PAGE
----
It’s almost a sure bet that if people have heard of C.S. Lewis, then they’ve read The Chronicles of Narnia. Occasionally they haven’t, but such cases are rare enough that people generally assume others know the stories. When conversations about him start up the question that’s usually asked is “Have you read the Cosmic Trilogy?” Answers to that can be more varied, at least in my experience. The discussion may possibly turn at that point to Mere Christianity or The Screwtape Letters. But there is a way to recognize the truly discerning reader of Lewis: they’re the ones who bring up Till We Have Faces.
Lewis’ last novel is one of his most subtle, most daring, and most profound books. Sadly, this may also be why it is one of his least read. It isn’t easily translated into sermon illustrations, so it gets less attention than others; or perhaps because it gets less attention, it can’t be easily referenced in a preaching context. Even when it was first published in 1956, it was a surprising flop both critically and commercially. The years have been kind; those who have read Till We Have Faces usually believe that it’s Lewis’ finest work.
His fiction usually has a very particular undercurrent, even if it comes in a variety of flavours. The stories generally paint a picture of the Christian imagination; that is, how Christian faith envisions the world. He had done that through medieval allegory, science fiction, fairy tale, and now he set out to do it through ancient myth. Descriptions of the plot normally start by saying it is a retelling of the myth of Cupid (or Eros) and Psyche, though that only means anything to people who know the myth in the first place. For those who don’t, Lewis provides a summary in an afterword while also pointing out how his own version differs, thus helpfully illuminating the key theme for understanding the novel. In short, it is a story about a woman who marries a god, told by one of her sisters, the one who loves her most.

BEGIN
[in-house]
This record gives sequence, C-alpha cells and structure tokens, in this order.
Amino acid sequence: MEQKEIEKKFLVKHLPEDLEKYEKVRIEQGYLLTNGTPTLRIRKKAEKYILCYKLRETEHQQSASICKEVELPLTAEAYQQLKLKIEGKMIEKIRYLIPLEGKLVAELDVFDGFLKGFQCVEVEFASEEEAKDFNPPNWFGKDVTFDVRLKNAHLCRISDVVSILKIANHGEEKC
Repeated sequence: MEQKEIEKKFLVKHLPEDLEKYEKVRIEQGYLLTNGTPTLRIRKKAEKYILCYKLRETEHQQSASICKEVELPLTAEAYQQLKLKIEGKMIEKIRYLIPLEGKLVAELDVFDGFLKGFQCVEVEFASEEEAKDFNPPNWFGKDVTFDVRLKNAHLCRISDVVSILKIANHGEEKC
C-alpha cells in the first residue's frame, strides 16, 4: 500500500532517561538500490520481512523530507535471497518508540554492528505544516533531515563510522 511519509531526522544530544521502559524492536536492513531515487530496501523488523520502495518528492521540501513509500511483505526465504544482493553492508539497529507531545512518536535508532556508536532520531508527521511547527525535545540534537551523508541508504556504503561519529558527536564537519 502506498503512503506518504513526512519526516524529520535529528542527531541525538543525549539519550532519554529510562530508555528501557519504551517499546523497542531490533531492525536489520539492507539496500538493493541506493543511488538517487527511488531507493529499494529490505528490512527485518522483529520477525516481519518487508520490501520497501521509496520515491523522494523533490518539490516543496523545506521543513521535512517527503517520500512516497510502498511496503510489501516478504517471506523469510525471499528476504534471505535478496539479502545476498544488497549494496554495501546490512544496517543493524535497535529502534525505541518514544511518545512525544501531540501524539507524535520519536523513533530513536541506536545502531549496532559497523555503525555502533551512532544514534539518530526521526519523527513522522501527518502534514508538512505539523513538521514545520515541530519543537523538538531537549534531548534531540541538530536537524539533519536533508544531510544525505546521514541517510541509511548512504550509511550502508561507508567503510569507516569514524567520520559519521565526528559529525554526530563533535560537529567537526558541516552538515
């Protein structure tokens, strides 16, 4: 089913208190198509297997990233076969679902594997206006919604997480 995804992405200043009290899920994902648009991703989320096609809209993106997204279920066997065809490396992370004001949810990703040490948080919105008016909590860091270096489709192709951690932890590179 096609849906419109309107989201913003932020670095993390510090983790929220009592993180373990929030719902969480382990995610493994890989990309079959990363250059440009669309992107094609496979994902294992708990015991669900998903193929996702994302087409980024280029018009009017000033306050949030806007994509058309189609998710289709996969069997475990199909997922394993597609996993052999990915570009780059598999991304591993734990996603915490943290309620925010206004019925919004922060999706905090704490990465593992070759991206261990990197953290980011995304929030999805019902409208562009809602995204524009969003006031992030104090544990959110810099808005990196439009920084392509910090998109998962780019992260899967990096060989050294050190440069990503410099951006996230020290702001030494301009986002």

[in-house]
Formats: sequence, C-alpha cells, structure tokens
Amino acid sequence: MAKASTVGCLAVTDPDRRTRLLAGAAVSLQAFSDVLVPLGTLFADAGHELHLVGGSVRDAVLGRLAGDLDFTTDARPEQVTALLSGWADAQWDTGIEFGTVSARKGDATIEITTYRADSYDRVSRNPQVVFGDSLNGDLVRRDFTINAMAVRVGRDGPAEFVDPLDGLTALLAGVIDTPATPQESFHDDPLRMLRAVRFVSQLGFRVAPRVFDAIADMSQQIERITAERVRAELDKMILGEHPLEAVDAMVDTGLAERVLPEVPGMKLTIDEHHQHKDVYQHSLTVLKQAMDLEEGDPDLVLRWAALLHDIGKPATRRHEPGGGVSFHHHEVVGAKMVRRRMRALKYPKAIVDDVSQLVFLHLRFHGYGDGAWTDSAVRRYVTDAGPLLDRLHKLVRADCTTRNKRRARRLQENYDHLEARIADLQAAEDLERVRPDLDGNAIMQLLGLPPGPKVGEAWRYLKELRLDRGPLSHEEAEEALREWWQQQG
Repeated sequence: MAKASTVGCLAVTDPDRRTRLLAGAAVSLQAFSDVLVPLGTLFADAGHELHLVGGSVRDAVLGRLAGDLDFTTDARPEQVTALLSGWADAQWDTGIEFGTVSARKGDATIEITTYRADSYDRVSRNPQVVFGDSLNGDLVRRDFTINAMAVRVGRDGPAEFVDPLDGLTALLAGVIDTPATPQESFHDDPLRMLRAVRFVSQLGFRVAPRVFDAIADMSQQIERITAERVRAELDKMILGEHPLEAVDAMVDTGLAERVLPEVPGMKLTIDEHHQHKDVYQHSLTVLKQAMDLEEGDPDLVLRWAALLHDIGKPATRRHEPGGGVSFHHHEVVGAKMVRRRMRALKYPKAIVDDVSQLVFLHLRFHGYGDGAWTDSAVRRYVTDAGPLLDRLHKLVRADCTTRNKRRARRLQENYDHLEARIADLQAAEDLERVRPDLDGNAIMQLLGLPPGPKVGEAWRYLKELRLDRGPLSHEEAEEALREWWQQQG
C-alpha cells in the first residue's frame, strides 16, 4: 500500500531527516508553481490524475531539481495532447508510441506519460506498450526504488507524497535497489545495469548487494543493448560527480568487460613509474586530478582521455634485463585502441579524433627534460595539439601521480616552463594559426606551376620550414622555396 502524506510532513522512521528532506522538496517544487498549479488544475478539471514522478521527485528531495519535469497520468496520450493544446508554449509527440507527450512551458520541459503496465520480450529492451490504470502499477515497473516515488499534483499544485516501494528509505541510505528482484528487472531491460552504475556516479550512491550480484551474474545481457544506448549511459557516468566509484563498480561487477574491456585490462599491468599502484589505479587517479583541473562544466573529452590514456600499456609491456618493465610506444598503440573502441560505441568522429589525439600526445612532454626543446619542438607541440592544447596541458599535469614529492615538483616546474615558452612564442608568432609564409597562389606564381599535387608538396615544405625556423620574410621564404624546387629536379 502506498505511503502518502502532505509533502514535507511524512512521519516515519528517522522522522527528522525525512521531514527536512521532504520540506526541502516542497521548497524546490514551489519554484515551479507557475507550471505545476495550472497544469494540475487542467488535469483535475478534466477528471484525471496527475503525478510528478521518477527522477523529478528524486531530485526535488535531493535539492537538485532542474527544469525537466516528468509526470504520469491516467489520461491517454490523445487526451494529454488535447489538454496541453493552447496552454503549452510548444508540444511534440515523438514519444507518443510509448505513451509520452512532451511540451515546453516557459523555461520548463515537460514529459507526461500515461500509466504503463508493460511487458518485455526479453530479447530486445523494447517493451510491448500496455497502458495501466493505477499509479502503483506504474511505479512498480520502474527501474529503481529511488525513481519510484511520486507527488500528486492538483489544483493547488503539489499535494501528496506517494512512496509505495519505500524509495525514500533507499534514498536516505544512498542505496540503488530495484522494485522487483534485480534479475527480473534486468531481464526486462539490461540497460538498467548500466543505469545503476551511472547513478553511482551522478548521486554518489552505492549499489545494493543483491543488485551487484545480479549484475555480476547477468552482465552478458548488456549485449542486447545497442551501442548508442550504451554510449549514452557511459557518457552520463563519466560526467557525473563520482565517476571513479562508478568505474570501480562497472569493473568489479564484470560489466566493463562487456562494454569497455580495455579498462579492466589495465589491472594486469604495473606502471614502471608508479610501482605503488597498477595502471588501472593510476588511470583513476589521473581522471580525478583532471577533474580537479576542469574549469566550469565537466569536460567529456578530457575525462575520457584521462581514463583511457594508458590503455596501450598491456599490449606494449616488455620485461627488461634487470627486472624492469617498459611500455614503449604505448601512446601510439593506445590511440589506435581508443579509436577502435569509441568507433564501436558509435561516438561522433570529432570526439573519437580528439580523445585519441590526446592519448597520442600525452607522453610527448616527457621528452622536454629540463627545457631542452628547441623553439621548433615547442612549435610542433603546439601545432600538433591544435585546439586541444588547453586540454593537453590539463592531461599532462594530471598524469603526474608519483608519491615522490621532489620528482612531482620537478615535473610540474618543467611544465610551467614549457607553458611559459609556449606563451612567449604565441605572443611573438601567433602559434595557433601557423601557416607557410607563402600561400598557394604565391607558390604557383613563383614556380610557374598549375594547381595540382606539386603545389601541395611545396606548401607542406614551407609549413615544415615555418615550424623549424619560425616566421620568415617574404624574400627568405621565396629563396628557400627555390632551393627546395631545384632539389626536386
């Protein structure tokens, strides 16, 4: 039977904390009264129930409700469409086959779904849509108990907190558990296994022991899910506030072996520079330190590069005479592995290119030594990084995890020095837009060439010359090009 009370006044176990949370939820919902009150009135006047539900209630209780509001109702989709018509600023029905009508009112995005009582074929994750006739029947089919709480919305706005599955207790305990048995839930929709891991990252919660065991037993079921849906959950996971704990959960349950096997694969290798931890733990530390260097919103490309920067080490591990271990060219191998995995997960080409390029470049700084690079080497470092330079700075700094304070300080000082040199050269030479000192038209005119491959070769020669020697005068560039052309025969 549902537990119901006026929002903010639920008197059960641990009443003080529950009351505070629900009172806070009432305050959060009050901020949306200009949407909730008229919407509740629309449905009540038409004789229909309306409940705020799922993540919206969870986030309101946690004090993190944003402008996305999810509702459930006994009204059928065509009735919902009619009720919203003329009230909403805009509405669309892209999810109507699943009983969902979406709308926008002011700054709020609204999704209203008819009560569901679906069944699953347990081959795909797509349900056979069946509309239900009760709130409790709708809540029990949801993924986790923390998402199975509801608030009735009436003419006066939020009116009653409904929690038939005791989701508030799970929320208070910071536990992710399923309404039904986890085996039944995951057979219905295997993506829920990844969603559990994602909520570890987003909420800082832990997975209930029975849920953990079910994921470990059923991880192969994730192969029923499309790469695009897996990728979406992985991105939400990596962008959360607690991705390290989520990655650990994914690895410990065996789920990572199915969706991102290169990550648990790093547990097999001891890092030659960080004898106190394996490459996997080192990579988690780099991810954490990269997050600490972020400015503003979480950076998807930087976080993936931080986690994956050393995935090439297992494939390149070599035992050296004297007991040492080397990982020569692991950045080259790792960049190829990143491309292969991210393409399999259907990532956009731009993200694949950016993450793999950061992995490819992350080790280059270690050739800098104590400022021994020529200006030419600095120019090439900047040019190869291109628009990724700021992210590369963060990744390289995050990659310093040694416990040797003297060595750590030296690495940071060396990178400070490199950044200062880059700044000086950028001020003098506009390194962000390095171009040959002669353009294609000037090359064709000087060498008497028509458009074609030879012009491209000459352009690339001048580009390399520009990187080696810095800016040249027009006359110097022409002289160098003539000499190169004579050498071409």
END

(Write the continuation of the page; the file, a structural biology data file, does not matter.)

That at least is the barest introduction to the plot. Along the way, Lewis touches on how people respond to both beauty and ugliness, the kind of gods we prefer to worship, and the lives of women in a society that largely values only their ability to bear children. But truly it’s a novel about love—and all that we think is love: desire, envy, possession. It’s about how love turns to hatred while still believing that it loves. Love instead must learn to let go even though it longs to embrace. Love is only love when we eventually find that our beloved can only be called beloved when they are perfectly free and perfectly not ours.
There is much more I could say, about love, about the gods, about the title, but it would seem meaningless—at least to me—outside of the book itself. Till We Have Faces is one of those novels whose true magic is in the reading, a novel that says all it needs to say, making further words pointless. Go, read, and discover it for yourself.